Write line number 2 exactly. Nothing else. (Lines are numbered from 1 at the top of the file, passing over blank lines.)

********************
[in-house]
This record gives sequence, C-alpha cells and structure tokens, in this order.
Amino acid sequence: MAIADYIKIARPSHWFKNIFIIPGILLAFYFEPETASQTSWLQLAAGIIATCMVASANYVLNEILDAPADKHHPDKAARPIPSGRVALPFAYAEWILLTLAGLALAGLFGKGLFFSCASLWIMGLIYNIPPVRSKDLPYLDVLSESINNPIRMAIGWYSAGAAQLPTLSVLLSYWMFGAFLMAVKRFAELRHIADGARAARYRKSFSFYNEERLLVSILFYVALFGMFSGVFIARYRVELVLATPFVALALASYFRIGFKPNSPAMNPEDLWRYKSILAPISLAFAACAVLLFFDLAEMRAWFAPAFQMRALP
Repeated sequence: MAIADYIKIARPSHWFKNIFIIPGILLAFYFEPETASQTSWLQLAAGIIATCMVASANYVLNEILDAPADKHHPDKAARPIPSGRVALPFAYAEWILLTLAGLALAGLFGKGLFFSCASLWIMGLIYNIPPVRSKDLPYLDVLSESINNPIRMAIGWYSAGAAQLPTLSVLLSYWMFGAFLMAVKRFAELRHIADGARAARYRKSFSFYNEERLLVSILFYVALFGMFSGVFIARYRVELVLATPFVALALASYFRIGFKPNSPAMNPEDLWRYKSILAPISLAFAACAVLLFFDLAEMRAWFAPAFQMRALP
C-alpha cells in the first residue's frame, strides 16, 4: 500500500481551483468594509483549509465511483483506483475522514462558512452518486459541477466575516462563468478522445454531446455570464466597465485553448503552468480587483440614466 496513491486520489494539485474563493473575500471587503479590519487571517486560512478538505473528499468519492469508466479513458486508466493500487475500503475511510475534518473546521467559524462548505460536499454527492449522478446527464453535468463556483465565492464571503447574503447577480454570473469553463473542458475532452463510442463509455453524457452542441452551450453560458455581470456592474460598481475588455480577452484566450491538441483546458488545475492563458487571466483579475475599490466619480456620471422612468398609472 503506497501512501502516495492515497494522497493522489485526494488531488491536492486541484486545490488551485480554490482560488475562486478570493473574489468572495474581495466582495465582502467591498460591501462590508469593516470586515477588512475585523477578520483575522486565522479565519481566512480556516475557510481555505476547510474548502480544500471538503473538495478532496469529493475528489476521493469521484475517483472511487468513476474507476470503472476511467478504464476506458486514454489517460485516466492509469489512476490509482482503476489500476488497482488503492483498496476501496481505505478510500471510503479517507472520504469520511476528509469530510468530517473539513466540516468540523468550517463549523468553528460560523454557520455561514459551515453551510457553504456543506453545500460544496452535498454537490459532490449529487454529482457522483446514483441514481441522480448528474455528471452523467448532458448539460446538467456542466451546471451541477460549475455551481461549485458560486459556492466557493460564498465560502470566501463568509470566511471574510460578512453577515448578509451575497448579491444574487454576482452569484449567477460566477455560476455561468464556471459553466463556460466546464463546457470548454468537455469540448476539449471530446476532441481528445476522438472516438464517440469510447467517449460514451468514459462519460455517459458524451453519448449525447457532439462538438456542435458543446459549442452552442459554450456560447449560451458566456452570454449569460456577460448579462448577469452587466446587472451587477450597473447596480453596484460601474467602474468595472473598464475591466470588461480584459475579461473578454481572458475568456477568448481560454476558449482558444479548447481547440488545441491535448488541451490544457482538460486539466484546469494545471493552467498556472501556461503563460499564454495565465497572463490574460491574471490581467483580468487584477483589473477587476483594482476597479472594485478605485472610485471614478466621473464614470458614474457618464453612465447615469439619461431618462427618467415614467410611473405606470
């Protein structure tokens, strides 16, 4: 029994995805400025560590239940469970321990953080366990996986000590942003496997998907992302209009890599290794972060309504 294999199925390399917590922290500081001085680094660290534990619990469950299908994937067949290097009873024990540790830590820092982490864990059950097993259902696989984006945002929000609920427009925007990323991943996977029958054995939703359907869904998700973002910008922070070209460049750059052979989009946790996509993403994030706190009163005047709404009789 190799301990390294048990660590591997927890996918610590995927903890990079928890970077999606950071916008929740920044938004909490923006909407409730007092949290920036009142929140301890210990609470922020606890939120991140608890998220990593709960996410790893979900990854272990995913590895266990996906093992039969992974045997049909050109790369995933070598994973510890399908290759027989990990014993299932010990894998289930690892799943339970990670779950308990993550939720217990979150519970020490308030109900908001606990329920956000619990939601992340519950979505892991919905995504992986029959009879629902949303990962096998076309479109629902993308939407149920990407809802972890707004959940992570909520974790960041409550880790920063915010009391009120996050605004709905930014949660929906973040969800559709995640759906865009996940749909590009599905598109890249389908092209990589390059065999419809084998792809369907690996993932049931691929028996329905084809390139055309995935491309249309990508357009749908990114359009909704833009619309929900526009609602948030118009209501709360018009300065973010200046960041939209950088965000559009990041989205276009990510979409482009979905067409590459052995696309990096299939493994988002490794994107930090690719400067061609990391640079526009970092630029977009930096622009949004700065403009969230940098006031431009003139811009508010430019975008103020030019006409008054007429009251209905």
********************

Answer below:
This record gives sequence, C-alpha cells and structure tokens, in this order.